Induced expression of the Serratia entomophila Sep proteins shows activity towards the larvae of the New Zealand grass grub Costelytra zealandica

Authors


  • Editor: Reggie Lo

Correspondence: Mark R.H. Hurst, Biocontrol and Biosecurity, AgResearch, Canterbury Agricultural and Science Centre, PO Box 60, Lincoln, New Zealand. Tel.: +64 03 3253919; fax: +64 03 3253946; e-mail: mark.hurst@agresearch.co.nz

Abstract

Serratia entomophila and Serratia proteamaculans cause amber disease of the grass grub Costelytra zealandica (Coleoptera: Scarabaeidae). Three genes required for virulence, sepABC, are located on a large plasmid, pADAP. The translated products of the sep genes are members of the toxin complex (Tc) family of insecticidal toxins that reside in the genomes of some Enterobacteriaceae. Each of the sep genes was placed either singly or as various combinations under the control of an inducible arabinose promoter, allowing their inductive expression. Western Immunoblot confirmed that each of the Sep proteins migrated at their predicted size on sodium dodecyl sulphate-polyacrylamide gel electrophoresis gel. Bioassays of sonicated filtrates derived from the various arabinose-induced para-SEP constructs showed that only when sepA, sepB and sepC were coexpressed were amber disease symptoms observed in grass grub larvae. Fourteen days after ingestion of the Sep protein filtrate, ∼64% of the larvae reverted from a diseased to a healthy phenotype. Redosing the revertents with a fresh Sep protein filtrate reinitiated the amber pathotype, indicating that the Sep proteins are needed to be continuously present to exert an effect.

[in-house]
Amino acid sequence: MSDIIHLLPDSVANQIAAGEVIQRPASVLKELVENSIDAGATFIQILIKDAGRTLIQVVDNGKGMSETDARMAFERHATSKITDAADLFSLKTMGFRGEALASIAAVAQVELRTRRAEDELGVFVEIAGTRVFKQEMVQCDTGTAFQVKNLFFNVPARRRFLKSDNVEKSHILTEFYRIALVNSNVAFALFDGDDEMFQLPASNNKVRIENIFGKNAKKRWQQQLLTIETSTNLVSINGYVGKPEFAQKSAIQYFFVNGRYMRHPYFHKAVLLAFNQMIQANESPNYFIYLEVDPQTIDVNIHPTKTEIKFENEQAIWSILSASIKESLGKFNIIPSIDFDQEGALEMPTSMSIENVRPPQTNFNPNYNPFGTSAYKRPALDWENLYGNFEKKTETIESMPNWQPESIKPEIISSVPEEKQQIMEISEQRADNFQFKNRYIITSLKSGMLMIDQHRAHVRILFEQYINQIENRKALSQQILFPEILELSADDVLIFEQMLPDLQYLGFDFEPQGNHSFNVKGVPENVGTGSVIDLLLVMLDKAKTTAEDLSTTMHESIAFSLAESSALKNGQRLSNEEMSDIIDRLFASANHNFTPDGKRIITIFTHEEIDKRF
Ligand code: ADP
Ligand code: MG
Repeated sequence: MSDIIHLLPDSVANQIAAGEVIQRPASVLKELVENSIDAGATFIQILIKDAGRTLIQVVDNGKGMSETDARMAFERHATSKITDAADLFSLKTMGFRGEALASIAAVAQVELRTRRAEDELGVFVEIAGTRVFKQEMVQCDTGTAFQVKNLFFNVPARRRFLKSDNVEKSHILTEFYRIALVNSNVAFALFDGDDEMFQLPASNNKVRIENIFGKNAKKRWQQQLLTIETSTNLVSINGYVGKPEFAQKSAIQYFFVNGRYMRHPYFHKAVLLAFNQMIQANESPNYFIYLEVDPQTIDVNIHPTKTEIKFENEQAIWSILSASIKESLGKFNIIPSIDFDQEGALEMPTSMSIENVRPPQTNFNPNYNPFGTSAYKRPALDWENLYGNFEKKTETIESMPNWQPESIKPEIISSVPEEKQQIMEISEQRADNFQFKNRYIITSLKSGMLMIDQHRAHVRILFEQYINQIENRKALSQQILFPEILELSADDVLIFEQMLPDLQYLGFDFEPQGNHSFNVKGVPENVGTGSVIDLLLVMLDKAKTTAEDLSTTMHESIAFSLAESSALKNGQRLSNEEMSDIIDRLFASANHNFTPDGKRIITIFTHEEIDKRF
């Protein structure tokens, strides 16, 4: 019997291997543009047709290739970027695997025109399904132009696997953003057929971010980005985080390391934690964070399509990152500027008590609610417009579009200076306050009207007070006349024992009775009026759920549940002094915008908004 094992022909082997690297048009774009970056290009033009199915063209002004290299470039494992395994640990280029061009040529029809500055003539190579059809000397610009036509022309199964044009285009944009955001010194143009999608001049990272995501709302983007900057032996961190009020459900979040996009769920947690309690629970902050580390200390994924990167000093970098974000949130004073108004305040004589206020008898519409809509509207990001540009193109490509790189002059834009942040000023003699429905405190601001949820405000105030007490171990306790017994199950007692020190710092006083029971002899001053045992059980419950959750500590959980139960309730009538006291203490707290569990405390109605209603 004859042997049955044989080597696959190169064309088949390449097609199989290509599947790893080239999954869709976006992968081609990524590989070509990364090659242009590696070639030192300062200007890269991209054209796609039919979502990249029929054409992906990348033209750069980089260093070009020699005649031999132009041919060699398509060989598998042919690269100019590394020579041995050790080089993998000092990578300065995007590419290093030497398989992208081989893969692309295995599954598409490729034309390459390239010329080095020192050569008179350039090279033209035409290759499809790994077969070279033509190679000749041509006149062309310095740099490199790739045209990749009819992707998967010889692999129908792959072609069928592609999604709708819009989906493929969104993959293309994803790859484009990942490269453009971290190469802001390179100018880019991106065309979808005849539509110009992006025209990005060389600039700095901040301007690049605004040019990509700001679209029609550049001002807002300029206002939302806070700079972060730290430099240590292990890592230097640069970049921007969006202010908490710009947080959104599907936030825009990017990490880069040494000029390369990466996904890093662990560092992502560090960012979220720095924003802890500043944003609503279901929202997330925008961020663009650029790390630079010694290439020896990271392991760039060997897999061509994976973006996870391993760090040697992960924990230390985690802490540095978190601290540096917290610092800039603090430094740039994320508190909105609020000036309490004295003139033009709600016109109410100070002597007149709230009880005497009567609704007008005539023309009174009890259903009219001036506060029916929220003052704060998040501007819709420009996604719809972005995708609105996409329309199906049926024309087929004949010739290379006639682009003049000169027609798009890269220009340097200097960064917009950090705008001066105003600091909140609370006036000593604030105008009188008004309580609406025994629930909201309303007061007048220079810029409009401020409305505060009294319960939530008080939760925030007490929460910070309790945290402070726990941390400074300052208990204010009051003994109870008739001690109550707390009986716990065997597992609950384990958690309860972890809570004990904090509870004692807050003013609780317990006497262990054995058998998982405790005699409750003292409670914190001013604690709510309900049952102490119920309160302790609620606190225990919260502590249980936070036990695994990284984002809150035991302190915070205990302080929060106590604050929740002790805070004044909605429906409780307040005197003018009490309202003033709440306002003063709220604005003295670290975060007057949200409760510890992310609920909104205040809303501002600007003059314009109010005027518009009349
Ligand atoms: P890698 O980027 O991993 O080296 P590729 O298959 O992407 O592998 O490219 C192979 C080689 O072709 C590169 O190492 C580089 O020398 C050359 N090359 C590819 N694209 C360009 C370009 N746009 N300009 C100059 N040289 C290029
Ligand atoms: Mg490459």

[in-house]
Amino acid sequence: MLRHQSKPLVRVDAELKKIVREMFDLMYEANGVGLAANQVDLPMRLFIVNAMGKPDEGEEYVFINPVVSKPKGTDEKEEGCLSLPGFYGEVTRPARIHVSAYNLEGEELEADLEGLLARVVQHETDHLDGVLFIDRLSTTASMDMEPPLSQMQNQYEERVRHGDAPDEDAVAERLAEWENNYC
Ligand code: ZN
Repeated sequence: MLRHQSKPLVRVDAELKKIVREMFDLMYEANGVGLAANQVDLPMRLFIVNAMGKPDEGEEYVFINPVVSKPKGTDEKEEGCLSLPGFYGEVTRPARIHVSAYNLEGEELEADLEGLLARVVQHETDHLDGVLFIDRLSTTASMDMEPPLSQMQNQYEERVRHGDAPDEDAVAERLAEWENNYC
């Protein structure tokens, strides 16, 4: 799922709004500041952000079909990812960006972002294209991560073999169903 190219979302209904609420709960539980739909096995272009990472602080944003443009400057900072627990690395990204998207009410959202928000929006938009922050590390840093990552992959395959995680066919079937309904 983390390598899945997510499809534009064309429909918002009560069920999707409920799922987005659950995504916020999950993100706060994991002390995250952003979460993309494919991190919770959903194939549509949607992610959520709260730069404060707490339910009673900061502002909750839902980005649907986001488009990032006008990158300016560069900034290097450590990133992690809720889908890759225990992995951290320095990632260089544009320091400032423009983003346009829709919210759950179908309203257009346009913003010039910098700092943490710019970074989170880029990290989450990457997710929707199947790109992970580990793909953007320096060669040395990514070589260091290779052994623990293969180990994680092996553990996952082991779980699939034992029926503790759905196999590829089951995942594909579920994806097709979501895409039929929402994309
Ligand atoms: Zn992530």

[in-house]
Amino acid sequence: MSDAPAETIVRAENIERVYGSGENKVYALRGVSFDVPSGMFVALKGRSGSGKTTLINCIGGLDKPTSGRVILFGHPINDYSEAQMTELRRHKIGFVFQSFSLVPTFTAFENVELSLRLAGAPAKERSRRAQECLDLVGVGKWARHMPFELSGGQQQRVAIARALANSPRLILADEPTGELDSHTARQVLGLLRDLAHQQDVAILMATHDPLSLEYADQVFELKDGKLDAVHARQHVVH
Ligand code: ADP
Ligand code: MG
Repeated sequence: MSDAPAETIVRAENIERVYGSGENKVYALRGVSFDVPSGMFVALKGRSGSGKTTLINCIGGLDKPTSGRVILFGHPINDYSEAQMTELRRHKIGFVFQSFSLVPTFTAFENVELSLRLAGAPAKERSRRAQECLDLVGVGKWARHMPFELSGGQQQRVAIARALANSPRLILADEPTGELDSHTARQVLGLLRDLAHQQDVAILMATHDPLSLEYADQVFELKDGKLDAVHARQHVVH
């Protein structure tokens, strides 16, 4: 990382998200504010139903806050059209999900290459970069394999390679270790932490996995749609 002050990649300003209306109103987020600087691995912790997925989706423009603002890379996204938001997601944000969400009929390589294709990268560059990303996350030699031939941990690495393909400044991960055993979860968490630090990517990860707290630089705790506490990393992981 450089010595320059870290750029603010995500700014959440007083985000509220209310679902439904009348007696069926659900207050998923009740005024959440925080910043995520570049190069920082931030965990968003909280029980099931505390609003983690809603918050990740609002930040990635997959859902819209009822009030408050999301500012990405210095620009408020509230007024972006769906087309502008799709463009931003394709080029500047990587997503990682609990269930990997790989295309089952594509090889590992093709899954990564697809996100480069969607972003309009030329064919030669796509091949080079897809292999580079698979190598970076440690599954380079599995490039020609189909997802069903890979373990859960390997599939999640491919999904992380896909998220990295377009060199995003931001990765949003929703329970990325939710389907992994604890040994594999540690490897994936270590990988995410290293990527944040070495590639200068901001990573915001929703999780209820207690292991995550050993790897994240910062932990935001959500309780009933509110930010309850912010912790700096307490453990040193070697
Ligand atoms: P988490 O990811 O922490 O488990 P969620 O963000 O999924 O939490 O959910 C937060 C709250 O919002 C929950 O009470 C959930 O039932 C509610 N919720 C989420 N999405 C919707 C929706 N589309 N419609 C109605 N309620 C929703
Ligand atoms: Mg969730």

Ancillary